Giving Means Showing Up

“You give but little when you give of your possessions.
It is when you give of yourself that you truly give.”
― Kahlil Gibran, The Prophet

They scrubbed the profanity off the wall left by vandals. She collected bags of trash alongside the road. He cooked a feast for the people with no meal of their own. They showed up when there was a need. There are many of us who show up with a checkbook or with our items to donate, but these are the people who truly show up — giving, as Gibran says, of themselves, not just their possessions. Gifts of money or possessions are important, for sure, but to give of myself is something I want to be sure I am doing this year.

“Girl I’m making him some chicken and rice and Y’all some soup…Do not even tell me no. Your life has a few challenges right now, I currently have few. I’ll text before dropping it off…” My friend, Candace, dropped everything to offer nourishment in a difficult time.  “I’m going to make you my Jewish nana’s soup and drop it off tomorrow. I won’t stay, I know you need rest. I can even leave it on the porch.” My friend, Alicia, a young mother with plenty on her plate interrupted her life to prepare and deliver a nourishing pot of soup when I wasn’t feeling well. We don’t have many times that we really need anyone to do for us, and even then we would turn down most offers of help. I am so grateful for friends like Candace and Alicia, friends who don’t ask if they can do something, they just do it.

Are you uncomfortable yet? Are you a little nervous at what I might be suggesting you do someday soon? I don’t blame you. It isn’t easy for most of us to show up with food we’ve stopped to prepare (especially if we don’t cook much, but you can still purchase someone else’s cooking), but there are other ways of showing up, and what is easy for one might be difficult for another.

  1. My husband talks a lot about not missing the opportunity of low-hanging fruit in a variety of situations, and in this case, I especially agree. The low-hanging fruit of showing up is what is easiest, and it doesn’t’ mean it won’t be meaningful. Maybe you take time to send a friend a message on social media or text or email to just say Hello! Letting someone know you are thinking about them might be a lighter version, but it is still showing up.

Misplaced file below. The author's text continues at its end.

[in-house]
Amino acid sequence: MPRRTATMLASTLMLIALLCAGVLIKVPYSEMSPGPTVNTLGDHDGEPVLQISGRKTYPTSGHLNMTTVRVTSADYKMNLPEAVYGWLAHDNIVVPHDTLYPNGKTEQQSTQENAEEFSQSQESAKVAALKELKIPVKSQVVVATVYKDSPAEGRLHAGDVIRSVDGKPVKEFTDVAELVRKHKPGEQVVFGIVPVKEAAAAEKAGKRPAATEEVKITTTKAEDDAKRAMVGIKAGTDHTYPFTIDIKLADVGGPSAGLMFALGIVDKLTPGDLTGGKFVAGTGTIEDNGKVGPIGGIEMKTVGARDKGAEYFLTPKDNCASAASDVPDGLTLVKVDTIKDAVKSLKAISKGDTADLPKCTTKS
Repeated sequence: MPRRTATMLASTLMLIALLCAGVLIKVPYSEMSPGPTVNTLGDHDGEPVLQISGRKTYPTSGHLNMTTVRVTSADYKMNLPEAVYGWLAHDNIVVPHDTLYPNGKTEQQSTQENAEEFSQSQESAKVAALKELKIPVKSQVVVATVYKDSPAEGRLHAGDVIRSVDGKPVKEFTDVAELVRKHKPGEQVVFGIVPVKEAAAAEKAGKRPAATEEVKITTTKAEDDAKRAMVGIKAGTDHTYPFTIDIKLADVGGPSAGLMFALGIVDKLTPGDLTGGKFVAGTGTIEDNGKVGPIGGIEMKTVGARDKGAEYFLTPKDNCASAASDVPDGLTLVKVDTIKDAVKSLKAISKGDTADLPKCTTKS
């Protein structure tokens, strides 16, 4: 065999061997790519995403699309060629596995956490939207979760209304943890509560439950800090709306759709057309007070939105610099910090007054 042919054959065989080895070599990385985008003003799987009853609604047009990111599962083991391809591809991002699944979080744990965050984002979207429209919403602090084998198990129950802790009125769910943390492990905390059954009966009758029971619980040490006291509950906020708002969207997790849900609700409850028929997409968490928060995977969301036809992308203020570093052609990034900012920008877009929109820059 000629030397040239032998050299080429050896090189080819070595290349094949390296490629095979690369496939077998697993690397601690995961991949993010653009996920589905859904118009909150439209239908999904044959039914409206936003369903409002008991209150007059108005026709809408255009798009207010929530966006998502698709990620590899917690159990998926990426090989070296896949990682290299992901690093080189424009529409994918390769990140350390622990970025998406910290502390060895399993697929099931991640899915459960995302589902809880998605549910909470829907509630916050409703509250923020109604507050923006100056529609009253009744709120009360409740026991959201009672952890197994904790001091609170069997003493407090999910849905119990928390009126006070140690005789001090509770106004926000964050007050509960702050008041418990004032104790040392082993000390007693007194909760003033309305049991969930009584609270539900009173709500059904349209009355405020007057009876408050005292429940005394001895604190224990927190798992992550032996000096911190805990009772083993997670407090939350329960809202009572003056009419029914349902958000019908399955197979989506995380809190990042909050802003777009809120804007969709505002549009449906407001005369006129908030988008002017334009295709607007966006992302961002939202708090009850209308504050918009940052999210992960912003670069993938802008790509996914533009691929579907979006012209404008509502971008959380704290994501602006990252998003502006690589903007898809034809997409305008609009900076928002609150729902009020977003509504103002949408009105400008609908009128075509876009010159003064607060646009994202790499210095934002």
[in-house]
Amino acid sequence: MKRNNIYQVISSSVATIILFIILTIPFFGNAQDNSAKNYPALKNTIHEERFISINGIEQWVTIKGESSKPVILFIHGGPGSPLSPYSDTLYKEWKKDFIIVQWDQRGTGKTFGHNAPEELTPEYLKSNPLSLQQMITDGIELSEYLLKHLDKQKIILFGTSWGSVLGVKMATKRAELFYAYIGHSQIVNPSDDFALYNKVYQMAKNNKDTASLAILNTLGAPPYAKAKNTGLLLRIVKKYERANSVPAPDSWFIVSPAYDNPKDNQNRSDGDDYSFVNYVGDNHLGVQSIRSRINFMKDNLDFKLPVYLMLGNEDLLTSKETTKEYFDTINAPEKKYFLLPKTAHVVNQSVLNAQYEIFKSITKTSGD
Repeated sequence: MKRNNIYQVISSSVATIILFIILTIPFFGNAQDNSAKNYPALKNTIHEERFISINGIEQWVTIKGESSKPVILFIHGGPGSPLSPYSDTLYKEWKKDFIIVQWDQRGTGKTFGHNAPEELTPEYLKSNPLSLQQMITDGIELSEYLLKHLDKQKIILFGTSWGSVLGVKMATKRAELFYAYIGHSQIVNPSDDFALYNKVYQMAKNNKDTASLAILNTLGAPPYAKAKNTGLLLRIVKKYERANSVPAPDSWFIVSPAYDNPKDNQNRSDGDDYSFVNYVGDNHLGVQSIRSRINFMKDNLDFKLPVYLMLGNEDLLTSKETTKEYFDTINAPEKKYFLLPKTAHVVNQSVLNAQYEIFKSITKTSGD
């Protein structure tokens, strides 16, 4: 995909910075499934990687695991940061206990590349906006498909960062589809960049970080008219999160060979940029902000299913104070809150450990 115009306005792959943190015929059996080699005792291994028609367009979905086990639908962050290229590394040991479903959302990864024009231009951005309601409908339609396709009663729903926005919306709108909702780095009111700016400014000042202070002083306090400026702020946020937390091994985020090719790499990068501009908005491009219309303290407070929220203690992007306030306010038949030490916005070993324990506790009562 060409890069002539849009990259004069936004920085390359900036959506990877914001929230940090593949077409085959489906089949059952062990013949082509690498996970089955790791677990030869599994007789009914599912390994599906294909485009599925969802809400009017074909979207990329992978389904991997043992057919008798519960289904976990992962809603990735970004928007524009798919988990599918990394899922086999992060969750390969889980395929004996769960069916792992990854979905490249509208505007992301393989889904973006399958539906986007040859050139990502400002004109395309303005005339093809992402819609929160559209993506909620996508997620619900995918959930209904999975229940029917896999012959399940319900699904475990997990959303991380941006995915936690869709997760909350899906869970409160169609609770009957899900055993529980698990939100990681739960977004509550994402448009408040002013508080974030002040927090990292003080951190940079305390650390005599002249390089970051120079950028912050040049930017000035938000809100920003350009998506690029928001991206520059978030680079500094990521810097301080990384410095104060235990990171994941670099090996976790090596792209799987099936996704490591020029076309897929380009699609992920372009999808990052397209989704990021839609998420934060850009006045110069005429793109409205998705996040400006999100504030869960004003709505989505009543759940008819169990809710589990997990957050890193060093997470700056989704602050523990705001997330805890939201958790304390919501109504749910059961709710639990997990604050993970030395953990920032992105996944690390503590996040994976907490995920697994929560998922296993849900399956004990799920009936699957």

2. If you know someone loves the recipe you use for a dish you’ve just cooked and have more than you’ll be able to enjoy, why not divide it into two dishes and take them a couple of servings? If you’d like to enjoy Candace’s amazing cornbread, click here.
  3. Pay attention to what they are doing (ballgames if they are an athlete, performances if they are a singer or actor), and if there is a special event they are part of, why not show up — letting them know that you are a fan.
  4. Apologize. Just because you messed up and now feel embarrassed doesn’t mean it has to be the end of things. Showing up to apologize might be awkward and you might agonize over it, but do it, even if it is just in a letter.
  5. My favorite idea for showing up is a barn-raising of old (and present-day in the Amish community). That people show up for their neighbor to build a barn in a day is just a magnificent thing. Whether it is your family or a group of friends showing up to help with a project that might be overwhelming to a friend, it might be uninvited but usually not unappreciated. When a person is dealing with an illness, the loss of a loved one, or maybe the loss of income, there are things we can do to lighten their load and their spirit.

My friends, Candace and Alicia, sent those texts at particularly difficult times in my life. No question of whether I wanted them to bring food, they just did it — interrupting their lives to bring some nourishment to mine. My friend Sarah, a high school student, showed up to help with my children after school when I was dealing with some physical limitations many years ago. Even today, we have friends who show up to pick up the mail or take out the garbage when we are going to be out of town, our children show up to dogsit so we don’t have to spend money boarding our four-legged friend, and our friends offer us their gracious hospitality. We try to show up for others, too, and we can probably do better.

How have you shown up for a friend or a stranger? How have others shown up for you? Maybe you think you’ve truly given when you’ve written a check or a nice article, but Gibran’s assertion of what constitutes truly giving should inspire each of us, regardless of our station in life, to give in new ways. I plan it for myself and wish it for you.

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